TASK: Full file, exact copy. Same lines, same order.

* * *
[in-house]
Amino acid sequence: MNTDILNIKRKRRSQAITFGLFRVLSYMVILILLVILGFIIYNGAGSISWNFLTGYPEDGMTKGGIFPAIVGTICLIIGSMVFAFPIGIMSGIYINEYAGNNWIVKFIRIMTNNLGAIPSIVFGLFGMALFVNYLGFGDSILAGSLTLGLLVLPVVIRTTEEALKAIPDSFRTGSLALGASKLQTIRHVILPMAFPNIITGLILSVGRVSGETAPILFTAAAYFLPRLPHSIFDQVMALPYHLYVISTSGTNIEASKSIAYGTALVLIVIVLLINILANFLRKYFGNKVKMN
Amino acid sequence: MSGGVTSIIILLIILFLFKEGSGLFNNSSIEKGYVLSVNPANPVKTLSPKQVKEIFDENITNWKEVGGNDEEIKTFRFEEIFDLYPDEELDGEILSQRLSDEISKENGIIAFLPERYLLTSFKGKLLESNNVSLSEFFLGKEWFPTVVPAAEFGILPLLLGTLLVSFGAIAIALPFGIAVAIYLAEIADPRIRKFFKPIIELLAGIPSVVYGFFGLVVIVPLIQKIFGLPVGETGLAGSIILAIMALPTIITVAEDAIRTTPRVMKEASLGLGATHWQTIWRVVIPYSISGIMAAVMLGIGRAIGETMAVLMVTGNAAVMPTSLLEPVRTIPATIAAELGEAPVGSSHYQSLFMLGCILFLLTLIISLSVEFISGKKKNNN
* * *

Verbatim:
[in-house]
Amino acid sequence: MNTDILNIKRKRRSQAITFGLFRVLSYMVILILLVILGFIIYNGAGSISWNFLTGYPEDGMTKGGIFPAIVGTICLIIGSMVFAFPIGIMSGIYINEYAGNNWIVKFIRIMTNNLGAIPSIVFGLFGMALFVNYLGFGDSILAGSLTLGLLVLPVVIRTTEEALKAIPDSFRTGSLALGASKLQTIRHVILPMAFPNIITGLILSVGRVSGETAPILFTAAAYFLPRLPHSIFDQVMALPYHLYVISTSGTNIEASKSIAYGTALVLIVIVLLINILANFLRKYFGNKVKMN
Amino acid sequence: MSGGVTSIIILLIILFLFKEGSGLFNNSSIEKGYVLSVNPANPVKTLSPKQVKEIFDENITNWKEVGGNDEEIKTFRFEEIFDLYPDEELDGEILSQRLSDEISKENGIIAFLPERYLLTSFKGKLLESNNVSLSEFFLGKEWFPTVVPAAEFGILPLLLGTLLVSFGAIAIALPFGIAVAIYLAEIADPRIRKFFKPIIELLAGIPSVVYGFFGLVVIVPLIQKIFGLPVGETGLAGSIILAIMALPTIITVAEDAIRTTPRVMKEASLGLGATHWQTIWRVVIPYSISGIMAAVMLGIGRAIGETMAVLMVTGNAAVMPTSLLEPVRTIPATIAAELGEAPVGSSHYQSLFMLGCILFLLTLIISLSVEFISGKKKNNN